It was difficult to find a balance between including enough of the history and sharing too much; this is a book about barns, after all. But I felt it was necessary to place the  Matanuska Valley Project in the context of this fascinating era, and my hope is the prelude which explains how and why the barns came to be here will instill a deeper appreciation and affection for those few remaining structures.

Barn Perspectives

Ferber Bailey barn, on original Colony tract number 152, at Moffit Road and the Glenn Highway, as seen from across the hayfields on the west end of Scott Road. The house is the original Colony house built in 1935.

The Virgil Eckert barn, one of the few barrel vault roofed barns, has been transformed into a home. It is on the original tract number 100, just south of Scott Road and the Glenn Highway.

The Virgil Eckert barn, one of the few barrel vault roofed barns, has been transformed into a home. It is on the original tract number 100, just south of Scott Road and the Glenn Highway.

The Ising-Dredseth double barn on Wes Grover's farm on the southeast end of Outer Springer Loop Road, as seen from across his hayfield to the west.

The Ising-Dregseth double barn on Wes Grover’s farm on the southeast end of Outer Springer Loop Road, as seen from across his hayfield to the west. Wes Grover also owns the Venne original Colony barn.

Loyer-Lake barn, original tract no. 62, on Outer Springer Loop Road, as seen from Robley Street.

Loyer-Lake barn, original tract no. 62, on Outer Springer Loop Road, as seen from Robley Street.

 

Raymond Griese barn, tract number 77, Outer Springer Loop Road

Raymond Griese barn, tract number 77, Outer Springer Loop Road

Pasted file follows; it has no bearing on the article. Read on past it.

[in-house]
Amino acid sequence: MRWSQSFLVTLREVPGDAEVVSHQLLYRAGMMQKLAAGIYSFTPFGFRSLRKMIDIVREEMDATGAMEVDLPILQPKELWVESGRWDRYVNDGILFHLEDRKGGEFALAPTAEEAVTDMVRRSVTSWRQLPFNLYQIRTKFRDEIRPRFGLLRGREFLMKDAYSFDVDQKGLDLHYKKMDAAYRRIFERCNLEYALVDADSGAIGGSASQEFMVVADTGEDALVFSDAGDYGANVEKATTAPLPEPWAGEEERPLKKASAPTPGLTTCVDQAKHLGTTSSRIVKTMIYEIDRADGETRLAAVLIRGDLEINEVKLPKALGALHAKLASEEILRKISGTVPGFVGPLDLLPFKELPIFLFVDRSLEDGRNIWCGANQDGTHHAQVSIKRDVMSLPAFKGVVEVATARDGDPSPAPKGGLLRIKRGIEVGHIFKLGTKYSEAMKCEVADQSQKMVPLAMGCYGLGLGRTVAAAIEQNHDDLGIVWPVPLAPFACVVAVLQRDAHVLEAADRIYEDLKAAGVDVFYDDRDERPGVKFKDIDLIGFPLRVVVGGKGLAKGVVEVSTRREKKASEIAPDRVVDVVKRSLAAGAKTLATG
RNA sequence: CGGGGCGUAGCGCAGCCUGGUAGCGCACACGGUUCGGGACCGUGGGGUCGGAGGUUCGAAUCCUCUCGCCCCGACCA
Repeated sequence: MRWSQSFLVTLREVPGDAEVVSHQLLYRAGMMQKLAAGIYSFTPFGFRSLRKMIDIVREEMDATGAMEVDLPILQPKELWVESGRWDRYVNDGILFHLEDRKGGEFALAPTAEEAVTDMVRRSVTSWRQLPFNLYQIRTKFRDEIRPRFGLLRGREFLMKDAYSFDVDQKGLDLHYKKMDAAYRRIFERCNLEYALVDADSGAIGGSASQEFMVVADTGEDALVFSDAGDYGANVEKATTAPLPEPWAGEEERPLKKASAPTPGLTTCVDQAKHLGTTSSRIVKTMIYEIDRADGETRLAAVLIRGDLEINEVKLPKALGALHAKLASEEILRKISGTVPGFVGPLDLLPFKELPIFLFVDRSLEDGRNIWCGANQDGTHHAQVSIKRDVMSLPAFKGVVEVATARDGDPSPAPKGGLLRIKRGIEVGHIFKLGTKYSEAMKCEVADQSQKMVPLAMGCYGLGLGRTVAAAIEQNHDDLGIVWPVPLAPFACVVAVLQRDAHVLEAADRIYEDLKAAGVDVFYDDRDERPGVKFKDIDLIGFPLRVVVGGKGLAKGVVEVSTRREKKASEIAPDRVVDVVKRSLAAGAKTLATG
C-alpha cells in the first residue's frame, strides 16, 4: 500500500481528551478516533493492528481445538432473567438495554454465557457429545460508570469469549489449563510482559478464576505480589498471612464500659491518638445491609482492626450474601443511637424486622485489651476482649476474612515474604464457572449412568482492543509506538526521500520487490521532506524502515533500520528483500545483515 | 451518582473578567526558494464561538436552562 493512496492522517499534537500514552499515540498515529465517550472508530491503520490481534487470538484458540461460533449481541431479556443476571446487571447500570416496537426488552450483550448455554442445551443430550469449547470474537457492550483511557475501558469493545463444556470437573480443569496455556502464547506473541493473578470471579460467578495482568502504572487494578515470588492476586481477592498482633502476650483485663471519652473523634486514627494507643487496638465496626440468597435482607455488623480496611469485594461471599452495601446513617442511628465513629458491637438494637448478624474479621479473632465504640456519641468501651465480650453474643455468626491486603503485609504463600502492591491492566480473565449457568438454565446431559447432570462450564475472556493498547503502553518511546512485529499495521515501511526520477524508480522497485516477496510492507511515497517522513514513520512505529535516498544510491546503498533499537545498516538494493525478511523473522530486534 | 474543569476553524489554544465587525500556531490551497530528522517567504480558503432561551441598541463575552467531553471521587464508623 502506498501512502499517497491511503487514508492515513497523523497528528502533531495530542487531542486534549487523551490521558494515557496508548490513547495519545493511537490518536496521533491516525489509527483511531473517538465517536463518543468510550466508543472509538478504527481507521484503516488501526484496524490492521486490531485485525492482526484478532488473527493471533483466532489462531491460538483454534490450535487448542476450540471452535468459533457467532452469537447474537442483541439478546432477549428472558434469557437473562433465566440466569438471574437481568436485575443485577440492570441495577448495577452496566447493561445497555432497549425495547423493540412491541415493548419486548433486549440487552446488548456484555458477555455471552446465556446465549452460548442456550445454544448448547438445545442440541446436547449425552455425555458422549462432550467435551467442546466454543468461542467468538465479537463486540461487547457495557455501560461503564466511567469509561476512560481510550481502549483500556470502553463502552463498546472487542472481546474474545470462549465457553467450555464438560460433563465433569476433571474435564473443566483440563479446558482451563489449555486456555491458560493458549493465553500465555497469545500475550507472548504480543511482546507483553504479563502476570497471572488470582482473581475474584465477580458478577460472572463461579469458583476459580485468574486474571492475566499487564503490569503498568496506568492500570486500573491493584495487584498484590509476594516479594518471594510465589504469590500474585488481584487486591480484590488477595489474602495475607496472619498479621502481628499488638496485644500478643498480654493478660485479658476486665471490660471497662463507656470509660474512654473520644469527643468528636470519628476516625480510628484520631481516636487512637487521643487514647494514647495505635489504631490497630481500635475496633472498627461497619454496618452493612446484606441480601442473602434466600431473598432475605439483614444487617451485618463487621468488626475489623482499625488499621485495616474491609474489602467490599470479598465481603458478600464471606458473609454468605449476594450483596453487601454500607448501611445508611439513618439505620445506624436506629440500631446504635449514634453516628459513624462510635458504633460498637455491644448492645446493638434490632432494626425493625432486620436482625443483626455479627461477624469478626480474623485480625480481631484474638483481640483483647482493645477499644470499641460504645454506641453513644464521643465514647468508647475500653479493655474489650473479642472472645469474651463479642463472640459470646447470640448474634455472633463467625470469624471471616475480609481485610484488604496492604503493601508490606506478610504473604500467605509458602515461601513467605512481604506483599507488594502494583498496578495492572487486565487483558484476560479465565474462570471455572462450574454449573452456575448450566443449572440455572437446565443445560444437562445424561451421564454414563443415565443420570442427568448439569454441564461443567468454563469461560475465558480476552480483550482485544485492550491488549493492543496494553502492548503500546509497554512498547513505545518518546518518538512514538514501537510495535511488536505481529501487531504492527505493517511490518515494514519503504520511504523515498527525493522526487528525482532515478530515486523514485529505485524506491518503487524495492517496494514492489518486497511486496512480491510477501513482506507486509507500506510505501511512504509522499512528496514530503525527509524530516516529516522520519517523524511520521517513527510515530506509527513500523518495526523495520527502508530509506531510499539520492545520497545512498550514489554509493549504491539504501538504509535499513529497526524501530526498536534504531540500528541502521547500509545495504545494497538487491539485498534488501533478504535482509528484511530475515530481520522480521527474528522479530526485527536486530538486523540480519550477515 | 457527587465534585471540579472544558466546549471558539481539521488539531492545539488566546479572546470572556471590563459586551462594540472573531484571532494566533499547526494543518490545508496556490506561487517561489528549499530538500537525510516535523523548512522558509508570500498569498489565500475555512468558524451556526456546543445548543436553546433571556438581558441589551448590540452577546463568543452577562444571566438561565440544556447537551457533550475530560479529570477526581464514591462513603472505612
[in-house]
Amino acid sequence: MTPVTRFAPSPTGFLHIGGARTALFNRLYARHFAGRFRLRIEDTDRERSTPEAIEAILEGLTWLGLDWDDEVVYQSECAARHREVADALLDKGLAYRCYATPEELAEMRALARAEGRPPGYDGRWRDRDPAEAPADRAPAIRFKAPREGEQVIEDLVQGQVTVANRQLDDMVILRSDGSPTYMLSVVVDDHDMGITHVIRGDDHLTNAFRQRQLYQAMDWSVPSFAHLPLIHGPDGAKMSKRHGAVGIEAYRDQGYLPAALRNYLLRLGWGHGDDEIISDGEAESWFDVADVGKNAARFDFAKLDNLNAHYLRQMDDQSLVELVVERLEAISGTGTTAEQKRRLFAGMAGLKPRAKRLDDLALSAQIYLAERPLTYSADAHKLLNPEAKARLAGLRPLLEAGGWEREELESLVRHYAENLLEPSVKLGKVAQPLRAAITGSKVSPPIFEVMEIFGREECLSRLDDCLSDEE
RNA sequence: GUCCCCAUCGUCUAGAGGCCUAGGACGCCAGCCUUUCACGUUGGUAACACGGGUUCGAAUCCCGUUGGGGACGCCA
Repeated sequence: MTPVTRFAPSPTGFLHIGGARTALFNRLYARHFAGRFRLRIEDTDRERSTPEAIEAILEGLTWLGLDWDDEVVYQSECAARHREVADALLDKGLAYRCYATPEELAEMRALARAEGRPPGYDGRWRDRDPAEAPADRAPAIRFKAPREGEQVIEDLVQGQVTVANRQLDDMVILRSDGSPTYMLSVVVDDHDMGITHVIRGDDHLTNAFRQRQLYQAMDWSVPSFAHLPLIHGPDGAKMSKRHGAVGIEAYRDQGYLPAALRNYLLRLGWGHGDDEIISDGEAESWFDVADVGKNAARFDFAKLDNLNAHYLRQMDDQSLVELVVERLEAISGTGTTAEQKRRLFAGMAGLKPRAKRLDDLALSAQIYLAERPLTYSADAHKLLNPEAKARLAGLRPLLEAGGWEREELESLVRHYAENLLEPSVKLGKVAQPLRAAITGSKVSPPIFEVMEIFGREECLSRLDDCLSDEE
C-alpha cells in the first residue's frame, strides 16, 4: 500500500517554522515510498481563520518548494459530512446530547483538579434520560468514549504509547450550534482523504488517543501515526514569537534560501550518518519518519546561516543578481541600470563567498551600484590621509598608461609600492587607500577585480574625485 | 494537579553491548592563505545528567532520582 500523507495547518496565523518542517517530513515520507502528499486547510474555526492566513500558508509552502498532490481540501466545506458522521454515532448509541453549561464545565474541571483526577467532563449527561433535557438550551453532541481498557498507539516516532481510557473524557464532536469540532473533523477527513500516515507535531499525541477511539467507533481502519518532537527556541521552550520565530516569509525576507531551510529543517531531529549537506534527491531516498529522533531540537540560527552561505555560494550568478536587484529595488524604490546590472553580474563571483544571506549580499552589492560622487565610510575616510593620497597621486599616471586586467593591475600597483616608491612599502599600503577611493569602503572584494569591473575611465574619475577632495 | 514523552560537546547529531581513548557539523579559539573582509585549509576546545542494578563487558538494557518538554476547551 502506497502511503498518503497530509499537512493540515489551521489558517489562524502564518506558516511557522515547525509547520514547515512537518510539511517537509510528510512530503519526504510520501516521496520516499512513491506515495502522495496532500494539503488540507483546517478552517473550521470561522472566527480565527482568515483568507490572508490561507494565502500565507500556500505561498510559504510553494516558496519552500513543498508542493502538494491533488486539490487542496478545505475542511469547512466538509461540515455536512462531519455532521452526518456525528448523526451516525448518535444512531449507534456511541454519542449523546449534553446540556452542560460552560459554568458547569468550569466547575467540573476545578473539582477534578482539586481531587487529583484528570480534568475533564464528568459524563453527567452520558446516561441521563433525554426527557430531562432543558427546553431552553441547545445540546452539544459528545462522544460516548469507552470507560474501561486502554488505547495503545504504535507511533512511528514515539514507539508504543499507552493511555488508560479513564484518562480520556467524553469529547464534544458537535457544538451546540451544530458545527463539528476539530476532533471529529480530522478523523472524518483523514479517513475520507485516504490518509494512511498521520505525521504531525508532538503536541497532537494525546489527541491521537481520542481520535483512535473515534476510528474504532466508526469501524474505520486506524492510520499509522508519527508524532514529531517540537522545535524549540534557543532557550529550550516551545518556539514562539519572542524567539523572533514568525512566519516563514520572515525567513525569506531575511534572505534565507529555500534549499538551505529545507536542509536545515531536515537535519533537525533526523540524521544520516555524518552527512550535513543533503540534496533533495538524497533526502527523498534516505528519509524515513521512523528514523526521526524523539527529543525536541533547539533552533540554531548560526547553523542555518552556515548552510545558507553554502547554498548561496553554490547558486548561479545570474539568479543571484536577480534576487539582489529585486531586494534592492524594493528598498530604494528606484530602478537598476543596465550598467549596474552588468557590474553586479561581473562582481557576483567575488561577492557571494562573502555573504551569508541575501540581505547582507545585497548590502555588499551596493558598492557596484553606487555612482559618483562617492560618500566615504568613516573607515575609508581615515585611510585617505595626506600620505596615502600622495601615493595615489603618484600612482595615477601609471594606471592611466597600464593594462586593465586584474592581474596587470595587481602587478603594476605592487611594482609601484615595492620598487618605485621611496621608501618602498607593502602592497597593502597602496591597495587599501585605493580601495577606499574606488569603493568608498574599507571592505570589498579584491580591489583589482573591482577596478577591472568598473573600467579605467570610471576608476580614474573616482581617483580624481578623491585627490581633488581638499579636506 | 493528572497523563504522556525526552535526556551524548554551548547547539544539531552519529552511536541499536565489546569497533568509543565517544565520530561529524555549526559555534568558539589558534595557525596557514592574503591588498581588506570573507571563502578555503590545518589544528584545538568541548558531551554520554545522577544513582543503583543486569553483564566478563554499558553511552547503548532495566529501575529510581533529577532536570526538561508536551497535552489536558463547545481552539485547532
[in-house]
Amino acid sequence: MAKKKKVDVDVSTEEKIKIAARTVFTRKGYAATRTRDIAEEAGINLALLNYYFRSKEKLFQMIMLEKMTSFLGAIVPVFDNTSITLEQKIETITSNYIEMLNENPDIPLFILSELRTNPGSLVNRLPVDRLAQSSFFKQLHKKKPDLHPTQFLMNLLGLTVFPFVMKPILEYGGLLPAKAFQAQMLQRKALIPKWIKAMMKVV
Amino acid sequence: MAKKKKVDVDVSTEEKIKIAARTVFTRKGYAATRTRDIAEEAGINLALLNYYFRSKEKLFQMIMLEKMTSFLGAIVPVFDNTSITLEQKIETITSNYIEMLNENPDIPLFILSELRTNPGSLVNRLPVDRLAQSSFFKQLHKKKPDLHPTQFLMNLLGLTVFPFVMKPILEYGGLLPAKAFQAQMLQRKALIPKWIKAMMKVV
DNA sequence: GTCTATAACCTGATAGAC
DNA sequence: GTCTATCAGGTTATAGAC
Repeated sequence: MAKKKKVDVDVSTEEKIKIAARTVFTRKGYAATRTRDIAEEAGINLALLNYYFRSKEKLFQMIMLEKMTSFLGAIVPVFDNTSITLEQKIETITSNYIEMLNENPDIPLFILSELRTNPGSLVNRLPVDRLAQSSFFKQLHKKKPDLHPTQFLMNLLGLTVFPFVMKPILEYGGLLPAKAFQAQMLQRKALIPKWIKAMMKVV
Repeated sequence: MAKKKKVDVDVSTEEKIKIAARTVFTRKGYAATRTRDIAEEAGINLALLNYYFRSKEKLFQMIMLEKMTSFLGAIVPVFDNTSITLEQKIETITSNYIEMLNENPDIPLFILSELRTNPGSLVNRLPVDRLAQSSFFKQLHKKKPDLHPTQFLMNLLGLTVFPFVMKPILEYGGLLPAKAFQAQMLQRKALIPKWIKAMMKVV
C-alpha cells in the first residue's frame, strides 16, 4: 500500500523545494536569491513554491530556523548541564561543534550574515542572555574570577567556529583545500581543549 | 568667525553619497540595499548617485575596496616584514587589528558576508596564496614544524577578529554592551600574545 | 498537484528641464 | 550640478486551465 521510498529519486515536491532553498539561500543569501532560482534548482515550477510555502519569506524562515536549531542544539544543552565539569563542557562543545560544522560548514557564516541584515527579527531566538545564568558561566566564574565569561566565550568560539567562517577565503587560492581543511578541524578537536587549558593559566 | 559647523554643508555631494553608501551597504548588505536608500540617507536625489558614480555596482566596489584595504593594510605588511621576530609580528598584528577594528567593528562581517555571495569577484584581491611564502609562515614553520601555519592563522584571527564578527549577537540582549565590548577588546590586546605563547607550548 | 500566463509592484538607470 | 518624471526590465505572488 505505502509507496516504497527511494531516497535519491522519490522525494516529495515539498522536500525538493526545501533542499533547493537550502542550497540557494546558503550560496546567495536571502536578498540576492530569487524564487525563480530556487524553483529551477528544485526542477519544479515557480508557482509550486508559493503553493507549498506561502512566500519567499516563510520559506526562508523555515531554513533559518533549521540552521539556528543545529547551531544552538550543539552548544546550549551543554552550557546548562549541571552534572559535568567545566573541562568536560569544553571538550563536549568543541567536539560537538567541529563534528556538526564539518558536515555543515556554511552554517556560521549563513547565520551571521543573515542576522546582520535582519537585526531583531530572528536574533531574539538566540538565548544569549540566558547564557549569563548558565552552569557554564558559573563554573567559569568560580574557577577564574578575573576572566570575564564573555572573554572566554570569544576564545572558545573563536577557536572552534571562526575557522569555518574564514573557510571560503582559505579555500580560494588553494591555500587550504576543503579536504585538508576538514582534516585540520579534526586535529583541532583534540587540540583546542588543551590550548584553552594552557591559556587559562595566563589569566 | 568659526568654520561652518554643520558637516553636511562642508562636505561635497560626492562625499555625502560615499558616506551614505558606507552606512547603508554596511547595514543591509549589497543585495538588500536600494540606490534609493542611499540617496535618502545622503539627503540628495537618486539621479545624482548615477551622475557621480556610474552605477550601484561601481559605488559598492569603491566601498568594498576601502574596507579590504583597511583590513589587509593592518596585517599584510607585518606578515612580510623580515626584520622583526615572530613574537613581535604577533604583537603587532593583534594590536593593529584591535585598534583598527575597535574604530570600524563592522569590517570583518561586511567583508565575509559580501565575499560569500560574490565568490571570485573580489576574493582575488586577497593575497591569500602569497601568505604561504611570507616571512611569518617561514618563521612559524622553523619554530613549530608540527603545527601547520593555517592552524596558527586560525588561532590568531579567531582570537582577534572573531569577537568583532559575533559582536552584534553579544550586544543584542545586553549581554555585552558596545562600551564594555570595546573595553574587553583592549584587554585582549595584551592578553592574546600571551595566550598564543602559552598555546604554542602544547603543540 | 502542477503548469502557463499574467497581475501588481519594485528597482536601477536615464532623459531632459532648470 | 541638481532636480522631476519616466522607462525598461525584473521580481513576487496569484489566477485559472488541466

DePriest barn on Outer Springer Loop Road, note the addition/extension to accommodate the unusual side-entry doorway.

DePriest barn on Outer Springer Loop Road, note the addition/extension to accommodate the unusual side-entry doorway.

 

 

More Barn Photos

Earl Wineck barn, originally on tract no. 174 near Bodenburg Butte, now at the Alaska State Fairgrounds near Palmer. Photo by Eric Vercammen/Northern Light Media

Earl Wineck barn, originally on tract no. 174 near Bodenburg Butte, now at the Alaska State Fairgrounds near Palmer. Photo by Eric Vercammen/Northern Light Media

Arnold Havemeister barn on tract no. 167, on Bogard Road, east of Wasilla. Photo by Helen Hegener/Northern Light Media

Arnold Havemeister barn on tract no. 167, on Bogard Road, east of Wasilla. Photo by Helen Hegener/Northern Light Media

Lawrence Arndt barn on tract No. 190, Palmer-Wasilla Highway, west of Palmer. Photo by Helen Hegener/Northern Light Media

Lawrence Arndt barn on tract No. 190, Palmer-Wasilla Highway, west of Palmer. Photo by Helen Hegener/Northern Light Media

Larsh-Wilson barn, originally on tracts no. 31 and 32, now at the Museum of Alaska Transportation and Industry, Wasilla. Photo by Helen Hegener/Northern Light Media